Most successful endeavors start with a big Vision, capital V. The end success rarely matches the initial vision exactly, and sometimes the end result is hardly recognizable at all. The vision simply becomes part of the ex post facto narrative that makes us feel good about the visionary-turned-billionaire.
When corporate consultants and coaches insist you write a vision statement, they want you to project where you will be in five years. This is the sort of thing that leads to those horribly mundane opening lines in “about us” statements—“Industry leader in blah, blah, blah.”1 Those are the businesses with the management teams full of pre-billionaire visionaries.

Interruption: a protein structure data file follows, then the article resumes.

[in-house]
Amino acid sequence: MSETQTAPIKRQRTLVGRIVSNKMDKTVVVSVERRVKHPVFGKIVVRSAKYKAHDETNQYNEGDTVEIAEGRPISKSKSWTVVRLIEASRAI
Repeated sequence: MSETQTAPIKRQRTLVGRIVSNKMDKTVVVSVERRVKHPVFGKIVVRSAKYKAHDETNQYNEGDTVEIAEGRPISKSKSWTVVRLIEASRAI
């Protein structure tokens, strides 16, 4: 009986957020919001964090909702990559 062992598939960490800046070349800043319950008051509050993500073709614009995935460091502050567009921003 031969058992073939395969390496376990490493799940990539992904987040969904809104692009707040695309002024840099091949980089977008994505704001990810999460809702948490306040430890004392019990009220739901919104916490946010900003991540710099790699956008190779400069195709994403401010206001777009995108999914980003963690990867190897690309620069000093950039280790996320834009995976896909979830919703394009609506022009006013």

The vaguer the vision, the more likely it will be true. “A broken watch is right twice a day” and all that. Did you know that the number 11 has special powers? If you open yourself to its energy, you will be drawn toward looking at a clock precisely 11 minutes after the hour. This is one way to become a visionary.
Irwin Jacobs, founder of telecommunications giant Qualcomm and certified billionaire, purportedly once told a room of skeptics (in other words, venture capitalists) that the brick of a cellular phone he was holding up would one day be used for credit-card transactions. Based on our own experiences with a room full of business experts, investors, and rotary-phone users we can well imagine the ...